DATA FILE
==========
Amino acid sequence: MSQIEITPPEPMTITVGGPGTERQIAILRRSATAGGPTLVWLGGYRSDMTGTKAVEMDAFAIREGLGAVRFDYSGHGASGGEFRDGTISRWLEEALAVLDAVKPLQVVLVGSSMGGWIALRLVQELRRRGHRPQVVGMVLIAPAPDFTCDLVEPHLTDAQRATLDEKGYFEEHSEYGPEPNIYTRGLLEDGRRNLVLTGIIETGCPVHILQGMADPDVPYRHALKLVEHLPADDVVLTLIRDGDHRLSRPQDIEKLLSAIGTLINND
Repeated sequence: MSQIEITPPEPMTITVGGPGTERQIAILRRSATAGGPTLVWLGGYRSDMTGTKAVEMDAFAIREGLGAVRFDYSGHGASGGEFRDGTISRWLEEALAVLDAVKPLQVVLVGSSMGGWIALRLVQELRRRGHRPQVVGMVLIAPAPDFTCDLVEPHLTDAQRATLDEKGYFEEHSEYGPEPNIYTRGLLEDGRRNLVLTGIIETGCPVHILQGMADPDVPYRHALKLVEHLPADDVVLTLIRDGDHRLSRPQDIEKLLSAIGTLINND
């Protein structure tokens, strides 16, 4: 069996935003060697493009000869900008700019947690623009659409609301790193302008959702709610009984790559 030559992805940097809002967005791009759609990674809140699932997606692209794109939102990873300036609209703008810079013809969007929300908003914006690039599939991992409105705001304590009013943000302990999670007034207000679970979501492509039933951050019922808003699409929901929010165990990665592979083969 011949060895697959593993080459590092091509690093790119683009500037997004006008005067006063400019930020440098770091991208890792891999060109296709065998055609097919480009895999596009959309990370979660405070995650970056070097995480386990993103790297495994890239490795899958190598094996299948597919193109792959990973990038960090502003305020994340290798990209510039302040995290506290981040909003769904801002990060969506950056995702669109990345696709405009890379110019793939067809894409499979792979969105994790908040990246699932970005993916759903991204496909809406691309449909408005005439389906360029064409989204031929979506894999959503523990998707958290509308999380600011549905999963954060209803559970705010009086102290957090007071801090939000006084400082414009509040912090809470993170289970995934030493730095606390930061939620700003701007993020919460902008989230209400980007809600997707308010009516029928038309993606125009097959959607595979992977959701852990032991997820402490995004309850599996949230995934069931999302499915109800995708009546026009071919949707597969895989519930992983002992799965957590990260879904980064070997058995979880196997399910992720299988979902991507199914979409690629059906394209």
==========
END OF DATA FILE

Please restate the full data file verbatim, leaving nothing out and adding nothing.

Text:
Amino acid sequence: MSQIEITPPEPMTITVGGPGTERQIAILRRSATAGGPTLVWLGGYRSDMTGTKAVEMDAFAIREGLGAVRFDYSGHGASGGEFRDGTISRWLEEALAVLDAVKPLQVVLVGSSMGGWIALRLVQELRRRGHRPQVVGMVLIAPAPDFTCDLVEPHLTDAQRATLDEKGYFEEHSEYGPEPNIYTRGLLEDGRRNLVLTGIIETGCPVHILQGMADPDVPYRHALKLVEHLPADDVVLTLIRDGDHRLSRPQDIEKLLSAIGTLINND
Repeated sequence: MSQIEITPPEPMTITVGGPGTERQIAILRRSATAGGPTLVWLGGYRSDMTGTKAVEMDAFAIREGLGAVRFDYSGHGASGGEFRDGTISRWLEEALAVLDAVKPLQVVLVGSSMGGWIALRLVQELRRRGHRPQVVGMVLIAPAPDFTCDLVEPHLTDAQRATLDEKGYFEEHSEYGPEPNIYTRGLLEDGRRNLVLTGIIETGCPVHILQGMADPDVPYRHALKLVEHLPADDVVLTLIRDGDHRLSRPQDIEKLLSAIGTLINND
């Protein structure tokens, strides 16, 4: 069996935003060697493009000869900008700019947690623009659409609301790193302008959702709610009984790559 030559992805940097809002967005791009759609990674809140699932997606692209794109939102990873300036609209703008810079013809969007929300908003914006690039599939991992409105705001304590009013943000302990999670007034207000679970979501492509039933951050019922808003699409929901929010165990990665592979083969 011949060895697959593993080459590092091509690093790119683009500037997004006008005067006063400019930020440098770091991208890792891999060109296709065998055609097919480009895999596009959309990370979660405070995650970056070097995480386990993103790297495994890239490795899958190598094996299948597919193109792959990973990038960090502003305020994340290798990209510039302040995290506290981040909003769904801002990060969506950056995702669109990345696709405009890379110019793939067809894409499979792979969105994790908040990246699932970005993916759903991204496909809406691309449909408005005439389906360029064409989204031929979506894999959503523990998707958290509308999380600011549905999963954060209803559970705010009086102290957090007071801090939000006084400082414009509040912090809470993170289970995934030493730095606390930061939620700003701007993020919460902008989230209400980007809600997707308010009516029928038309993606125009097959959607595979992977959701852990032991997820402490995004309850599996949230995934069931999302499915109800995708009546026009071919949707597969895989519930992983002992799965957590990260879904980064070997058995979880196997399910992720299988979902991507199914979409690629059906394209």